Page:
Earlier this week on Tuesday, May 23, PreSonus released Notion 6.2, the latest update to its scoring software. Released simultaneously was an update to Presonus’s DAW application, Studio One, to version 3.5.
The one-two punch was far from coincidence; with the release of Notion 6.2, the software is more closely integrated with Studio One than before. Judging by the new features and enhancements listed in the Notion 6.2 update, interoperability between Notion and Studio was a clear goal for the product’s development.
From the blog post on Notion’s site, the Studio-One related improvements include:
- Now merge audio and note data into existing Studio One and Notion documents, not just create new ones.
- Got a Studio One project and want to edit in notation? Now you can send notes to Notion, make some changes, and then send back the notes, updating the original Studio One document.
- You can even also send a mixdown to Notion, as well as the note data – and if it changes in Studio One, then just send the mixdown to Notion again.
- Sending stems from Notion to Studio One, and need to make some changes in the original? Keep your Studio One mix and effects exactly as is, and just update the stems from Notion.
- Tempo track now sends when transferring between Notion and Studio One.
- Send all tempi and time signatures, whether you’re sending audio or note data.
- Clean up a performance in Studio One, maybe using Melodyne’s tempo detection, then send to Notion for the notation.
- Notion will show all tempi – and if there are many changes, will show them as ‘abbreviated’ tempo (which can then be hidden).
- Export to Studio One in score order
- Can now update audio and note data into existing and open files, in either direction
- Studio One now does not add MIDI Out track when importing Notion note data
- If transfer successful don’t show extraneous Transfer Success dialog in Notion
- Time signature and tempo changes now sending in both directions
- If many tempo changes are sent from Studio One, Notion will show an abbreviated tempo change in the score (which can be selected with right-click, and then hidden if required)
In advance of the release we caught up with Notion’s product manager, Chris Swaffer. Chris has been with Notion for eight years, following spells as product specialist for Finale and SmartMusic in the UK and in education consultancy for companies such as Roland, Edirol, Hal Leonard, Yamaha and finally Notion, as part of the PreSonus software team who create Studio One in Hamburg.
“The aim of the interop of Studio One and Notion is to have the best of both worlds — to be able to seamlessly throw data back and forward between a DAW and notation software and benefiting from the depth of each standalone application,” Chris said.
“In Notion 6, we opened up sending both audio and note data in both directions, even over a network, and retaining document data, including things like plug-in data. In 6.2 we can now transfer into existing documents complete with tempo tracks — so you can edit your notation in Notion, and send any changes back into your original Studio One song. Or update stems from Notion to Studio One if any changes have been made.” Chris also mentioned that “it allows sending both an audio mixdown and any note data from Studio One to continue arranging/transcribing in Notion. It’s the next milestone for us as we continue making this workflow as seamless as possible and there’s much more to come.”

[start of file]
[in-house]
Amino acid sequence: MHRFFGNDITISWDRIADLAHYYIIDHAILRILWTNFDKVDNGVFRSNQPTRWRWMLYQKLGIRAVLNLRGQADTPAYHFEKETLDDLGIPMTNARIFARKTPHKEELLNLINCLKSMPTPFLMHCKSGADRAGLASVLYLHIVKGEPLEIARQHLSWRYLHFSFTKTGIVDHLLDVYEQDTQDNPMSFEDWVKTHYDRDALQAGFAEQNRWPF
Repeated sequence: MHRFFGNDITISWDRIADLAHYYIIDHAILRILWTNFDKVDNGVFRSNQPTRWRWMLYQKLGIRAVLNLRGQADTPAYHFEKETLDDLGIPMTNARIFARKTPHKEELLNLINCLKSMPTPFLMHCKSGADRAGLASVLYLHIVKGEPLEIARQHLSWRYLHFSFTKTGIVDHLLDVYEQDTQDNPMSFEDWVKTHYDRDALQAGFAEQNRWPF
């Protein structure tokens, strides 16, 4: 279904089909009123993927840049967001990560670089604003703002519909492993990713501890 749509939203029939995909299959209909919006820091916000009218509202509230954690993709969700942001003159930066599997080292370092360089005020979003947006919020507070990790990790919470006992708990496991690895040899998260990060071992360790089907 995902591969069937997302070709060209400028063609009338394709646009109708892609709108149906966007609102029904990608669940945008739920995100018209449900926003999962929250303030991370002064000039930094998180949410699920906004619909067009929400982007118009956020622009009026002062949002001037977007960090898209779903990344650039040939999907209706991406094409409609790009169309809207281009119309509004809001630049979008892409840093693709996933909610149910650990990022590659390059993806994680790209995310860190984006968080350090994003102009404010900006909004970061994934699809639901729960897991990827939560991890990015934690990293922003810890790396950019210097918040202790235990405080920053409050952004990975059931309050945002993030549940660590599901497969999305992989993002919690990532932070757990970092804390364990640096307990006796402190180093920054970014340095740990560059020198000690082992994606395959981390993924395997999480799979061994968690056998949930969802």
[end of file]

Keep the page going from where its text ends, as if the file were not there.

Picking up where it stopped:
Chris pointed out that audio and playback features have been core to Notion’s existence from the very start. “Notion was the brainchild of Jack Jarret who masterminded MusicPrinter Plus in the late 1980’s,” Chris said. “Like its DOS forebear, when Notion was launched in 2005 its central feature was the playback of its own library — the London Symphony Orchestra, recorded by Notion at Abbey Road — and specifically the ability to perform with it live on stage.”
Notion 6.2 adds a few notation updates as well, such as slur control points that will be readily familiar to users of competing products.
Other improvements include a new UK-style brass band template (which seems to be a miniature trend in scoring program updates, with a similar template being added in Dorico’s first maintenance release); better behavior of glissando lines between notes (again, perhaps part of a miniature trend as we think improvements may be imminent in that regard elsewhere); and better drum pad input.
Chris added, “We also are continually improving our custom implementation of the MyScript handwriting library and have several improvements in this update, both for writing directly into the score, and into the optional handwriting area – these handwriting improvements are now available cross platform on Mac, Windows and iPad.”
Speaking of iPad, Notion’s iOS app was updated in early May, adding 50 fixes and new features, including a new widget to get to scores quicker and a new Send to… dialog to share files with other apps on your device. We’ve learned that the next scheduled maintenance release to the iOS app will go live in early June.